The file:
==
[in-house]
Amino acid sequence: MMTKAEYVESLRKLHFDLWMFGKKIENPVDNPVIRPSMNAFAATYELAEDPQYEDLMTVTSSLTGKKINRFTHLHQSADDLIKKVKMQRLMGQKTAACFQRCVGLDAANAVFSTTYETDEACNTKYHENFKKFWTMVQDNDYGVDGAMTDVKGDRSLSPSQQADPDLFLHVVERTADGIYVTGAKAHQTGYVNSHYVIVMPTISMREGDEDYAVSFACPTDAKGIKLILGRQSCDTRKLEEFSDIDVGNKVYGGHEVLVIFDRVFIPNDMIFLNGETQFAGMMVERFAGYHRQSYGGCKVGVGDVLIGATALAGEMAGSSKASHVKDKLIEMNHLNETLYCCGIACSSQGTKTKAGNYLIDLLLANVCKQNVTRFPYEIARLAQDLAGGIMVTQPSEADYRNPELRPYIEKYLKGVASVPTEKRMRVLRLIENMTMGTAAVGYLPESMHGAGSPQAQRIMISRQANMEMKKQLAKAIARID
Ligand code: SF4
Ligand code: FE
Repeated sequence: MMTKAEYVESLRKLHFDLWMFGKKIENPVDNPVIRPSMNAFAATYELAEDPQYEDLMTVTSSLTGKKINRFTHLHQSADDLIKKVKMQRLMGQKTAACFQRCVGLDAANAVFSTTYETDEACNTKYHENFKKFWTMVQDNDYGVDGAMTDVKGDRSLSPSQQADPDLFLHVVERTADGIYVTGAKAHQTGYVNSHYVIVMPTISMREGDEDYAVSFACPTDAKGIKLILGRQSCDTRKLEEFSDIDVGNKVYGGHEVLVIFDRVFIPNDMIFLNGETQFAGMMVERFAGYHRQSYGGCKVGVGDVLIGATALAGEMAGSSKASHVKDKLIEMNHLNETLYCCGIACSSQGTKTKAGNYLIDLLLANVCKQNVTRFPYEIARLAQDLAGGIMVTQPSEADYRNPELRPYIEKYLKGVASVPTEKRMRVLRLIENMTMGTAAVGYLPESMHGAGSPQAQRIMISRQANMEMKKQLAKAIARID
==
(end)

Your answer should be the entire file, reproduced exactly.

[in-house]
Amino acid sequence: MMTKAEYVESLRKLHFDLWMFGKKIENPVDNPVIRPSMNAFAATYELAEDPQYEDLMTVTSSLTGKKINRFTHLHQSADDLIKKVKMQRLMGQKTAACFQRCVGLDAANAVFSTTYETDEACNTKYHENFKKFWTMVQDNDYGVDGAMTDVKGDRSLSPSQQADPDLFLHVVERTADGIYVTGAKAHQTGYVNSHYVIVMPTISMREGDEDYAVSFACPTDAKGIKLILGRQSCDTRKLEEFSDIDVGNKVYGGHEVLVIFDRVFIPNDMIFLNGETQFAGMMVERFAGYHRQSYGGCKVGVGDVLIGATALAGEMAGSSKASHVKDKLIEMNHLNETLYCCGIACSSQGTKTKAGNYLIDLLLANVCKQNVTRFPYEIARLAQDLAGGIMVTQPSEADYRNPELRPYIEKYLKGVASVPTEKRMRVLRLIENMTMGTAAVGYLPESMHGAGSPQAQRIMISRQANMEMKKQLAKAIARID
Ligand code: SF4
Ligand code: FE
Repeated sequence: MMTKAEYVESLRKLHFDLWMFGKKIENPVDNPVIRPSMNAFAATYELAEDPQYEDLMTVTSSLTGKKINRFTHLHQSADDLIKKVKMQRLMGQKTAACFQRCVGLDAANAVFSTTYETDEACNTKYHENFKKFWTMVQDNDYGVDGAMTDVKGDRSLSPSQQADPDLFLHVVERTADGIYVTGAKAHQTGYVNSHYVIVMPTISMREGDEDYAVSFACPTDAKGIKLILGRQSCDTRKLEEFSDIDVGNKVYGGHEVLVIFDRVFIPNDMIFLNGETQFAGMMVERFAGYHRQSYGGCKVGVGDVLIGATALAGEMAGSSKASHVKDKLIEMNHLNETLYCCGIACSSQGTKTKAGNYLIDLLLANVCKQNVTRFPYEIARLAQDLAGGIMVTQPSEADYRNPELRPYIEKYLKGVASVPTEKRMRVLRLIENMTMGTAAVGYLPESMHGAGSPQAQRIMISRQANMEMKKQLAKAIARID